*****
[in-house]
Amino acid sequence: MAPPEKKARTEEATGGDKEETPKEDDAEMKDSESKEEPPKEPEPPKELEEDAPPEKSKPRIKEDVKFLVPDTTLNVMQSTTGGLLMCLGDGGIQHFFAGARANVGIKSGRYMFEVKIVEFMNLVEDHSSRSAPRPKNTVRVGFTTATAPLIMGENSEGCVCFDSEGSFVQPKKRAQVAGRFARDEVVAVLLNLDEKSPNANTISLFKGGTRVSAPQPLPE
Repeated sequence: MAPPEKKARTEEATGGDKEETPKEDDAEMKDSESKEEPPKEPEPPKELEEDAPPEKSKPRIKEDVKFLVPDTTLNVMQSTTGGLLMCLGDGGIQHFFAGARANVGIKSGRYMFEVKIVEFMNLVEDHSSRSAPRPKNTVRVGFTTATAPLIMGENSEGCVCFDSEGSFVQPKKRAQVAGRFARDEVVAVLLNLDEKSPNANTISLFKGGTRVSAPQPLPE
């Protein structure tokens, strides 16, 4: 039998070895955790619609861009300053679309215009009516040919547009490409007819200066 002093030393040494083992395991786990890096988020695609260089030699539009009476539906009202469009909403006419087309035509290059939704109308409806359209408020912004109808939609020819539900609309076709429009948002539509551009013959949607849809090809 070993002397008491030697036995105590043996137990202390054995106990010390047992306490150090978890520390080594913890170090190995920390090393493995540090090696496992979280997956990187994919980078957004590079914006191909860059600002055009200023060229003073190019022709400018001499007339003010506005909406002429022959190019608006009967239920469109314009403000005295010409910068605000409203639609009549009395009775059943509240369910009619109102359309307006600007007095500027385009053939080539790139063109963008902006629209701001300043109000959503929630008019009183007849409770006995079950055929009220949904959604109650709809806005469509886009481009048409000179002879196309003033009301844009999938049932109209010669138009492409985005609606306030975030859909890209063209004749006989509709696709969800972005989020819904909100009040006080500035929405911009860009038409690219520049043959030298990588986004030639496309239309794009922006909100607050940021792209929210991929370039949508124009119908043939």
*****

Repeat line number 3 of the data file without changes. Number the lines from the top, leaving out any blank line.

Repeated sequence: MAPPEKKARTEEATGGDKEETPKEDDAEMKDSESKEEPPKEPEPPKELEEDAPPEKSKPRIKEDVKFLVPDTTLNVMQSTTGGLLMCLGDGGIQHFFAGARANVGIKSGRYMFEVKIVEFMNLVEDHSSRSAPRPKNTVRVGFTTATAPLIMGENSEGCVCFDSEGSFVQPKKRAQVAGRFARDEVVAVLLNLDEKSPNANTISLFKGGTRVSAPQPLPE